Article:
Equivalence Relation

An equivalence relation ~ on C is a binary relation which is reflexive (x ~ x for every x∈C), symmetric (x~y ⇒ y~x), and transitive (x ~ y and y ~ z ⇒ x ~ z). For example, =. The refexive, symmetric, and transitive properties of an equivalence relation can be used to partition a set C into disjoint equivalence classes. Let X be the set of elements c equivalent to x in C, X={c:c~x}. Let Y be the set of elements c equivalent to y in C, Y={c:c~y}. Let Z be the set of elements c equivalent to z in C, Z={c:c~z}. If x~y, then y~x. Since x∈X and y∈Y, therefore x∈Y and implies y∈X. If x~y and y~z, then x~z. Since z∈Z, therefore x∈Y and y∈Z and implies x∈Z. In other words, if y∈Z, then x∈Y⇒x∈Z, where x is a common element of sets Y and Z. Besides, if y∈Z, then Y⊂Z can be assumed. However by symmetry, if y∈Z, then z∈Y implies Z⊂Y can be assumed also. Thererfore if y∈Z, then Y=Z when there is a common element x in Y and Z. In other words, for any equivalence classes Y, Z, if there is a common element x, the two equivalence classes must be equal, otherwise sets Y and Z are disjoint. That is

  • Each equivalence class contains a set of elements of set C. Since all elements are equivalent to each other, all elements in set C that equivalent to any element of the equivalence class are members of the equivalence class.

  • Any element of an equivalence class may be used as a representative to stand for all the members of the equivalence class.

  • The equivalence classes of a set C are disjoint. No element x∈C such that x is in more than one equivalence class.

  • The equivalence classes exhaust E. No element x∈C such that x is in no equivalence class.

Order Relation

In general, an order relation is a relation that ranks the order of elements against one another. Two elements x and y are incomparable under the order relation R on set C where x, y∈C if neither xRy nor yRx. That is x||y or x#y. The order relation is a partial order if there is a pair of elements x,y in a set C for which neither xRy nor yRx is true. However if for every pair of element x,y in a set C for which either xRy or yRx is true,  the order is a total order. In other words, there is at least two elements are incomparable for a partial order relation while there is no two element are incomparable in a total order relation.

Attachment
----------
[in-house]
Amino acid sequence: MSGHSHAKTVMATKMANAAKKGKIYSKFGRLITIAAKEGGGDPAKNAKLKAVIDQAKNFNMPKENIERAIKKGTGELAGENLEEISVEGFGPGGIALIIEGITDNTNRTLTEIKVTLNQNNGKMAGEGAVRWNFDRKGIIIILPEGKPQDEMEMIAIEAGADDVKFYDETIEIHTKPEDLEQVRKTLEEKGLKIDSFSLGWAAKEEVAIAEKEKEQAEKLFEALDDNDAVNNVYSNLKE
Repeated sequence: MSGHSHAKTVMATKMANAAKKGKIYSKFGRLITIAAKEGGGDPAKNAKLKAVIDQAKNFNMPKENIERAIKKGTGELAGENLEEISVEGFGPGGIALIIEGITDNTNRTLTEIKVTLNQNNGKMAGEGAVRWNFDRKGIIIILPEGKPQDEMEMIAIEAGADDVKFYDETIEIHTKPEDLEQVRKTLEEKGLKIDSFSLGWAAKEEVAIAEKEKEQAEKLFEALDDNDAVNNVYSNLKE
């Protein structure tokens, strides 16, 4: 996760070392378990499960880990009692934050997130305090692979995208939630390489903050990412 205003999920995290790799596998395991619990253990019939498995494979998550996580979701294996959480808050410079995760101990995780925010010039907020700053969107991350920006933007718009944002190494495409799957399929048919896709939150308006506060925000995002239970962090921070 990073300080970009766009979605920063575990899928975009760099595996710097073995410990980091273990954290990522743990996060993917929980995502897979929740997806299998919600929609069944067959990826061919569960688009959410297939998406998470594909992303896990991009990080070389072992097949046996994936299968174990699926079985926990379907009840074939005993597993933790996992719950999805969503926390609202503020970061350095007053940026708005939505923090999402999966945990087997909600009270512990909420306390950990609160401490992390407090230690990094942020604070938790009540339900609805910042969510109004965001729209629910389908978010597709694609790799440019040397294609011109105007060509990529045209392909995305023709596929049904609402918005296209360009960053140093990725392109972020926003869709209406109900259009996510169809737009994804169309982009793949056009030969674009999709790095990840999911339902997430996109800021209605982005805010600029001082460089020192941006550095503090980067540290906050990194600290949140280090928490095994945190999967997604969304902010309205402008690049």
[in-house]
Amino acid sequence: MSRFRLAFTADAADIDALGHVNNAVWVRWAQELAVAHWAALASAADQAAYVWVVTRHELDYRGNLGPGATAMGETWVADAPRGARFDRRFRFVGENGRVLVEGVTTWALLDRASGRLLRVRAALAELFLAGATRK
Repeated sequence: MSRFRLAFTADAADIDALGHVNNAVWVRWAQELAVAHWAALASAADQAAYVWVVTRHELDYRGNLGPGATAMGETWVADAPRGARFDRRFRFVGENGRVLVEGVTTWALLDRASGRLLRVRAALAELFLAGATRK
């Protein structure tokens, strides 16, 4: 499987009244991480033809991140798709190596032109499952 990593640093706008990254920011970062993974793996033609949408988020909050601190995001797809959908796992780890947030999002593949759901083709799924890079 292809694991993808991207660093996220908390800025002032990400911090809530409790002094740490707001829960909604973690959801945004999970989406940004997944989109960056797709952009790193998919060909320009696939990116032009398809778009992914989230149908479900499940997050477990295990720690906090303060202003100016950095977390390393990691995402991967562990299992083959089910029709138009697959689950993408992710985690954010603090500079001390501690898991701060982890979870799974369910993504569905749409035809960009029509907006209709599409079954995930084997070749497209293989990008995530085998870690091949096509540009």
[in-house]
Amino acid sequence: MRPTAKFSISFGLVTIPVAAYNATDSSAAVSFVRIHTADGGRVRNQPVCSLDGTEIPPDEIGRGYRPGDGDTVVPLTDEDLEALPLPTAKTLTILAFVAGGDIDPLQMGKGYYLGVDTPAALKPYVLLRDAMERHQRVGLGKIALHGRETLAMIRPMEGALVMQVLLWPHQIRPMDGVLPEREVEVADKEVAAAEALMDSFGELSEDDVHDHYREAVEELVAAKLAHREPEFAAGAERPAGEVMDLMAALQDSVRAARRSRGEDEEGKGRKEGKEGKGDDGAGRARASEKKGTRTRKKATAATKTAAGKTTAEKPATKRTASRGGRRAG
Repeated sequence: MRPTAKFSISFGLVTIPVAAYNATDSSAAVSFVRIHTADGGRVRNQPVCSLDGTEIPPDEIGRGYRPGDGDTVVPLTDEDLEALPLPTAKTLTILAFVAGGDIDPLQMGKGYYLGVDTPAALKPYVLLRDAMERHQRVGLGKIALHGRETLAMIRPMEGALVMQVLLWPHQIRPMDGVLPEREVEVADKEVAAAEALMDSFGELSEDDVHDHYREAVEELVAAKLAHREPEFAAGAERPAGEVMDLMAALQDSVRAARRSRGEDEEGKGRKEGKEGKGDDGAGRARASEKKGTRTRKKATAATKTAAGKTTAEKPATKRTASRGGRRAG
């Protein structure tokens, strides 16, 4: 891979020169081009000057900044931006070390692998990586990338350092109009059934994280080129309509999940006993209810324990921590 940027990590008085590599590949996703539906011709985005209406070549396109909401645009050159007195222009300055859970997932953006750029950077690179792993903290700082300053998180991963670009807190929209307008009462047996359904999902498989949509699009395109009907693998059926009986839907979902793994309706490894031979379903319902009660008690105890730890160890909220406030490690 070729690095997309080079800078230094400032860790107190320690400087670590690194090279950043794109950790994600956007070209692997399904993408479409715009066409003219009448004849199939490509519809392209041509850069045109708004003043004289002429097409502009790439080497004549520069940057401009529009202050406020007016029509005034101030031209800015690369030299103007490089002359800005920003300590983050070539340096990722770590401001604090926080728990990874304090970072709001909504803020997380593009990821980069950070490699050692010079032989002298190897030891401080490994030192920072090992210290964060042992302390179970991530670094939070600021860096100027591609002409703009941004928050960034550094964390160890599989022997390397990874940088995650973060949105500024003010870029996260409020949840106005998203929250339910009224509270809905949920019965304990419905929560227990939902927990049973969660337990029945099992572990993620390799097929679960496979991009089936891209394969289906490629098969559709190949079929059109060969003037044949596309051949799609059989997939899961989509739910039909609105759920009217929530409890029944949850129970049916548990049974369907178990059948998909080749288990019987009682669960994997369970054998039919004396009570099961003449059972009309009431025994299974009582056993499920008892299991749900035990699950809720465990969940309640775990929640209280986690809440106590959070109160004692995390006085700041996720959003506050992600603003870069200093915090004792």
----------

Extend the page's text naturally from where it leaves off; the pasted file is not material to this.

An order or partial order is a binary relation R on a set C which satisfies the reflexive, antisymmetric and transitive properties. This is a non-strict order. However, in everyday usage, orders are usually with the irreflexive property. When an order is irreflexive and transitive, the order is also antisymetric trivally because xRy and yRx is always false. This order is call a strict order.

Relation Operation

A relation can also be produced by relation operation. Let R be a relation from X to Y and S be a relation from Y to Z.

  • Composition or Join:  The composition of two relations R and S, R∘ S is the relation T={(x,z)∈XxZ|xRy and ySz for some y∈Y}. Transitivity is a property of a single relation related to a common element, while composition set is an operation on two relations related to a common element for producing a new relation of a new set of pairs which may or may not be transitive.

  • Product: The product of two relations R and S is the relation T={(w,x,y,z)|wRx∧yRz}.

  • Converse or Transpose: The converse of a relation R, R-1 is the relation T={(y,x)|xRy}. Symmetry is a propety of a single relation related to the same two elements while converse set is an operation on a relation by swapping the order of pairs for producing  a new relation of a new set of pairs which may or may not be symmetric. In other words, the union of a relation with its converse is a symmetric relation.

  • Closure: The closure of a relation R is the relation that {(x,z)|(x,y)∈R∧(y,z)∈R}

  • Transitive Closure: The transitive closure of R is the

  • Intersection: The intersection of two relations R and S, RS is the relation T={x(RS)y|xRy and xSy}.

  • Union: The union of two relations R and S, R∪S is the relation T={x(R∪S)y|xRy or xSy}.

  • Difference: The difference of two relations R and S, R−S or R \ S, is the relation T={x(R−S)y|xRy but not xSy}.

Relation on Relations

Let C be a set, and relations R and S be relations on C. Since relations are sets, the relations on relations can be.

  • two sets of relastions R and S are equal if for every x,y∈E, xRy iff xSy.

  • The set of relation R is a subset of the set of relation S if for every x,y∈E, xRy implies xSy. 


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References

  1. Paulo Ribenboim, 2000, My Numbers, My Friends: Popular Lectures on Number Theory, Springer-Verlag, New York
  2. Kenneth H. Rosen, 2012, Discrete Mathematics and Its_Applications, McGraw-Hill, New York
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ID: 140600005 Last Updated: 2014/6/14 Revision: Ref: